Eventually, you'll get something like the above; a solid, sturdy join. When you're satisfied with it's strength, trim any excess thread and coat in a final application of superglue.

As long as I was experimenting, I decided I'd try using baking soda and superglue as a new basing material to create a fine, stone-like texture. That done, I brushed on some mid-gray in anticipation of undershading.

Now that I had the pole made, it was time to design the banner itself. I placed the figure against some Vellum and traced how I wanted the banner to fall.

I've always really liked the goofy mottos on Old Skool banners, and in this case, there was really only one choice for what the banner would say. In the book series, one of the most common spells that Harry Dresden uses allows him to control the wind. And since this is the Windy City...

Vento Servitas!

I drew up the image in drawing pencil first and then went back in with waterproof ink. I called it a night at this point while I let that dry, and went to bed incredibly excited about the project. It's amazing how just a small grain of inspiration can turn a figure in which you have little interest into an intense, multi-layered project.

Stay tuned next time for how I painted the Windy City Wizard using undershading and W&N inks.

In the meantime, let me know what you think!

Saturday, February 21, 2015

Playtesting at the Club: The Dogs and The Dust

I haven't said much about it here yet (out of fear of hexing myself) but for the past six months or so, I have been tinkering away at a set of scifi skirmish rules called The Dogs and the Dust. The project originally started because I wanted a game with the simplicity of Song of Blades and Heroes but with the feel of Necromunda. It has since absorbed a lot of other elements: the shock system from Nuclear Rennaisance; a simplified version of the attack/shoot/magic dice and Dreadskull systems from Skulldred; a radically altered version of the command dice system from Chain of Command.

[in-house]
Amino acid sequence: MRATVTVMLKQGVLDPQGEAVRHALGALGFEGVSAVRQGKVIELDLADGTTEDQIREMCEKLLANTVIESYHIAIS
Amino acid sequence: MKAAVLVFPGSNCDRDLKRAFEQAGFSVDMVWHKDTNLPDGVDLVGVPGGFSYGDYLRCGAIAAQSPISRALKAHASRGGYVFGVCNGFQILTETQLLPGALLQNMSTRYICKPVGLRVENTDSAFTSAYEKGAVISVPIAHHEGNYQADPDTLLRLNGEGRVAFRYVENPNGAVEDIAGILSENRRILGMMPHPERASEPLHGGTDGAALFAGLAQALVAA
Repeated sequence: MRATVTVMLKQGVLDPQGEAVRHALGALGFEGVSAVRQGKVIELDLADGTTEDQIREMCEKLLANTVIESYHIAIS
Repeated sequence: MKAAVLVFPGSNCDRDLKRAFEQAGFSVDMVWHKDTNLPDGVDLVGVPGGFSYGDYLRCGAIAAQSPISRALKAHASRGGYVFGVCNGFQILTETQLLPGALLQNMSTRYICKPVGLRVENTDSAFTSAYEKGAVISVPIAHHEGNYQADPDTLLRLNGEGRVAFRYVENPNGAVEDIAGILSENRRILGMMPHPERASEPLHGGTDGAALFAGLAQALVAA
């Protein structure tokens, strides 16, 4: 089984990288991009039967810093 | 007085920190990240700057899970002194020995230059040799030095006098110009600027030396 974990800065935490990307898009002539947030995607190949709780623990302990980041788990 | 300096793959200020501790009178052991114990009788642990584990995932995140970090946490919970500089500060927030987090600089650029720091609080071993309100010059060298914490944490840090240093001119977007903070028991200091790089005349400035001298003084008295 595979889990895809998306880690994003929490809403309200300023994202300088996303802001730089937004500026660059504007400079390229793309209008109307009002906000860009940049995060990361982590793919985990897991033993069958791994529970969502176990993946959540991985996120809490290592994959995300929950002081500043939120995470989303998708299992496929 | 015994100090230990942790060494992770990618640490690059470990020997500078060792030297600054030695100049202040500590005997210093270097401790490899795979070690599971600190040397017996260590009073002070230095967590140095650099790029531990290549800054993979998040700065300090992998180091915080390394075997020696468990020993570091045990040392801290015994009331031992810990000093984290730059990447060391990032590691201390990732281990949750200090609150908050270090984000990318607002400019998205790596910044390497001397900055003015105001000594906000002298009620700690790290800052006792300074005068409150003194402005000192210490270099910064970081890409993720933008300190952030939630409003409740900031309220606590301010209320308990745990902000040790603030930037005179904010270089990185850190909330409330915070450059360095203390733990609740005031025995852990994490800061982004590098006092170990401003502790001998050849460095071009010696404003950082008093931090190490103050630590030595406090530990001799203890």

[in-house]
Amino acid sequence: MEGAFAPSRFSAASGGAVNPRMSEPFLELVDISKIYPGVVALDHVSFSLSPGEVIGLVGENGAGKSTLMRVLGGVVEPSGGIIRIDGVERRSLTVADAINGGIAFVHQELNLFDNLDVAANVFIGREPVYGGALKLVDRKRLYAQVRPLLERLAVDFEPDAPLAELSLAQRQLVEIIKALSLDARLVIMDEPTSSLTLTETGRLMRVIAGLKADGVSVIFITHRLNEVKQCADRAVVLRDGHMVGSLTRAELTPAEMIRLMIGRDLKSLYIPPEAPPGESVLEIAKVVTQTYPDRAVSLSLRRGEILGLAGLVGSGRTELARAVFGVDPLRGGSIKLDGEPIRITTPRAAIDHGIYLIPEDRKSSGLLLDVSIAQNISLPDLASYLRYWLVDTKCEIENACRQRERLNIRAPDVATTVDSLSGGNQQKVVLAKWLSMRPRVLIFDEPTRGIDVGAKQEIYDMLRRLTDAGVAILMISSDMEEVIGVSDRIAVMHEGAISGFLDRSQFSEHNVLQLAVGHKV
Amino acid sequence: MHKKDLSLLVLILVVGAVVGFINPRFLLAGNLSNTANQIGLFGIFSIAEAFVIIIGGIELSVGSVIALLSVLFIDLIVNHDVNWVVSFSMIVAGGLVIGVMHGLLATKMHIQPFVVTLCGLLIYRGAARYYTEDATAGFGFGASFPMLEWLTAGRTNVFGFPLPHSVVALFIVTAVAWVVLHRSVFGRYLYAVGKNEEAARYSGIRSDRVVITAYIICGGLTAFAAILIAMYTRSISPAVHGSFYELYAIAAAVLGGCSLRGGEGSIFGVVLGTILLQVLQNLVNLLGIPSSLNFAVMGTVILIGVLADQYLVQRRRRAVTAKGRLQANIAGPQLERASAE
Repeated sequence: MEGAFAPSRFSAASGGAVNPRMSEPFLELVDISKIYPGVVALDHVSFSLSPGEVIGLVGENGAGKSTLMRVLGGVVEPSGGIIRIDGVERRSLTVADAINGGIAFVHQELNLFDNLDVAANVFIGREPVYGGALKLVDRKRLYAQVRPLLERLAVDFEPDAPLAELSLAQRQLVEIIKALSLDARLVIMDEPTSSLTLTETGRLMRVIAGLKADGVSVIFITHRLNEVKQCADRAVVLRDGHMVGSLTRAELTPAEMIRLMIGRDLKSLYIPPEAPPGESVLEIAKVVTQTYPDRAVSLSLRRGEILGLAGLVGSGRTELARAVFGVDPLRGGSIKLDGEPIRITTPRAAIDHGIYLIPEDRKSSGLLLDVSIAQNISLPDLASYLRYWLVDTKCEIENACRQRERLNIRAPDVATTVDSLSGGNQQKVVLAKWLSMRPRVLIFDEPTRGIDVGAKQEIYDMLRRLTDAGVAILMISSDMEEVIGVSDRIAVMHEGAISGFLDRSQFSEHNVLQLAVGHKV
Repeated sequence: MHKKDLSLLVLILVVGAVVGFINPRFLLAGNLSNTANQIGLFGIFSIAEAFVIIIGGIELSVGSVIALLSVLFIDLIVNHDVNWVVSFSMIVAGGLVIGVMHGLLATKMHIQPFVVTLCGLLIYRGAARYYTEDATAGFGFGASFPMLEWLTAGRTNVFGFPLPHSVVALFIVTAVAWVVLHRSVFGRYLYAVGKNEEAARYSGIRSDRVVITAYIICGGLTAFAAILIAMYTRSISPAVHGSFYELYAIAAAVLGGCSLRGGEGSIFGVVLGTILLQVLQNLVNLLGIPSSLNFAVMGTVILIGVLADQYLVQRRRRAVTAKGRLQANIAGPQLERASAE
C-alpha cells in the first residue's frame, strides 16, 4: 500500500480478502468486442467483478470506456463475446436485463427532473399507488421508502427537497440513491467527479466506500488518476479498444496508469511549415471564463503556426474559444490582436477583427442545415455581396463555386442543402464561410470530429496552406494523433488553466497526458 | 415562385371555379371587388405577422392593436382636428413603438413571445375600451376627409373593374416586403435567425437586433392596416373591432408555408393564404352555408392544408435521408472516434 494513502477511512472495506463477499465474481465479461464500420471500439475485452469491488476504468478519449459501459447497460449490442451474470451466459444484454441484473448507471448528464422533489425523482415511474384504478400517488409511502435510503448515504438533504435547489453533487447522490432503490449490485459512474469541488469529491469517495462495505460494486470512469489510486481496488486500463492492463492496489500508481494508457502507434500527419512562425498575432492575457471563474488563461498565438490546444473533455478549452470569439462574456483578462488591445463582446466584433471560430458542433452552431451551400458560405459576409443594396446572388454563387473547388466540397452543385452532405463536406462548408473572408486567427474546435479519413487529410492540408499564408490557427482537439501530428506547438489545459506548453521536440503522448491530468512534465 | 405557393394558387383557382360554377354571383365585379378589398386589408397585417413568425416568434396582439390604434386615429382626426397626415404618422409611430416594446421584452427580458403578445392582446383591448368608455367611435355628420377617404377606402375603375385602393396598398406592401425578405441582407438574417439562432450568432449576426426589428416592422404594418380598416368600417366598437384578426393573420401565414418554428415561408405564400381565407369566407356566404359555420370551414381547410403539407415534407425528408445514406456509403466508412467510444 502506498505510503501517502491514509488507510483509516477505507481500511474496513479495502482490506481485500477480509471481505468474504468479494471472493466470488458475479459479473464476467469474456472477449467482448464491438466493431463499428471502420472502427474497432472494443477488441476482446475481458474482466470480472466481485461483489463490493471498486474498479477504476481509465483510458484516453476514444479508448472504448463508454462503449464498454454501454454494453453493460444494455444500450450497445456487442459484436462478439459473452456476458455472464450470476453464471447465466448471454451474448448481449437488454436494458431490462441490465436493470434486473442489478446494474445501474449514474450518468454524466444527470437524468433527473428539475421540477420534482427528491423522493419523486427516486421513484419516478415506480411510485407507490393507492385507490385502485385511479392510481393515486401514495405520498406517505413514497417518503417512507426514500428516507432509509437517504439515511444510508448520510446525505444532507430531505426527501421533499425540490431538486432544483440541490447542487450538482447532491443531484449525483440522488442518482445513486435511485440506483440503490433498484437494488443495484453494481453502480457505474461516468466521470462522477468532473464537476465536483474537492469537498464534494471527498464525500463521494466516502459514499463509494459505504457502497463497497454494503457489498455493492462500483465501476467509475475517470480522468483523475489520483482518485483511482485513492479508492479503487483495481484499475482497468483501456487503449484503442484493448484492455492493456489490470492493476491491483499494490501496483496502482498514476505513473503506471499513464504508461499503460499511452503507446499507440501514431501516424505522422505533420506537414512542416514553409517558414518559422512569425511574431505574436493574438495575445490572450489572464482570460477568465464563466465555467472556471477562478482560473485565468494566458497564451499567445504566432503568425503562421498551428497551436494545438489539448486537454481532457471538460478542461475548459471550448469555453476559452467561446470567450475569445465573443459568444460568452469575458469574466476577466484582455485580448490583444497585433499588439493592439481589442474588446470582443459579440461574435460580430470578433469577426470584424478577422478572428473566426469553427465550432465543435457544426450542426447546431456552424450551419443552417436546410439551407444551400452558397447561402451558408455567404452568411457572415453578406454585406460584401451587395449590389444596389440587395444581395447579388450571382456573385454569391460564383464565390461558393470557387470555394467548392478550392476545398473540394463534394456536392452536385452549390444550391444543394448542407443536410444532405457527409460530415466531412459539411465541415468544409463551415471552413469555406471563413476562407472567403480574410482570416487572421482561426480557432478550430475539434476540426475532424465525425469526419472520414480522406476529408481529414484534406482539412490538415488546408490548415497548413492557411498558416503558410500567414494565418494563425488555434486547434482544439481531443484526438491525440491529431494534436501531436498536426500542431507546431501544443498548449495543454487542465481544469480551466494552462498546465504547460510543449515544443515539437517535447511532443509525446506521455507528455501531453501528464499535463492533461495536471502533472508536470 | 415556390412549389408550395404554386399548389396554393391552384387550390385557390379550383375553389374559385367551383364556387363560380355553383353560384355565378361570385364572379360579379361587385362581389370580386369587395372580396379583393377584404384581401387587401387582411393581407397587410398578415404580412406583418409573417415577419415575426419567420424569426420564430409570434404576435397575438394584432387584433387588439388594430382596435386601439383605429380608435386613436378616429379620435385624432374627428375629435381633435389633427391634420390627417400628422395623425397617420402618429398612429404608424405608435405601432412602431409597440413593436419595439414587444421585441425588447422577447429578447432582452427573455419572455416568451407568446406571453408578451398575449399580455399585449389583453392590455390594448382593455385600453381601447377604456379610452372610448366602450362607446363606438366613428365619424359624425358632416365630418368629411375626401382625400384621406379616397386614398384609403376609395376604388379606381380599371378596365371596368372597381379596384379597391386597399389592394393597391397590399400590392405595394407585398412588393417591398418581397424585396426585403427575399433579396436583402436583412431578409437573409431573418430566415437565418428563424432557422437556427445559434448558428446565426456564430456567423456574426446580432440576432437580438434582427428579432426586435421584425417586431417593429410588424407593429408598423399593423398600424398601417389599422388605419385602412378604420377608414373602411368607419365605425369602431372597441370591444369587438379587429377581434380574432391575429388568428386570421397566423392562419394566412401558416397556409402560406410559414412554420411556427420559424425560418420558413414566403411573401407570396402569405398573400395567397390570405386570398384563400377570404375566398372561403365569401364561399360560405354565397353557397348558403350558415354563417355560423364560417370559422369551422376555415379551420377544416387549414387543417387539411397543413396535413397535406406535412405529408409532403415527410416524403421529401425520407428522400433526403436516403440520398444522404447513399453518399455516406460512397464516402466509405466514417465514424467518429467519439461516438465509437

It's still very early days, but nevertheless the guys at CSW sportingly agreed to help in some preliminary play tests. What follows are some pictures from the game.  

Above: the beginning of a game-long standoff between Pat's commander and Josh's motile brain-in-a-jar.
Like SoBH and Skulldred, TD&TD is meant to be completely customisable. As a result, this three way game saw everything from walking lobotomies and storm troopers to mechanized walkers.

Pat's scout gets the drop on some storm troopers with poison flechettes.
I was testing a way of randomly generating objectives. There were d6 objectives (we rolled 4) that players took turns placing before deployment. Players could deploy characters anywhere within 12" of an edge and 6" from any opponent. After deployment, each objective was individually determined to be worth d6 victory points, and then each one was scattered either 3", 6", 12", or stayed put. As a result, the action was all over the map from the very first turn.

Government and Corporate troops play laser tag among tire sculptures.
There was a lot of absurdity as we encountered some...ah...soft spots in the rules. It was also a lot slower than I expected, running about two hours for a three player game (which is probably twice what a game of SoBH runs), so it definitely needs streamlining. But by the same token, the guys picked up the basics really quickly and seemed to enjoy themselves. A huge learning experience, all told. Still a lot of work to do going forward...

A complex showdown under the Noonan day sun.
...but hopefully some day soon, I'll have a beta test version to share...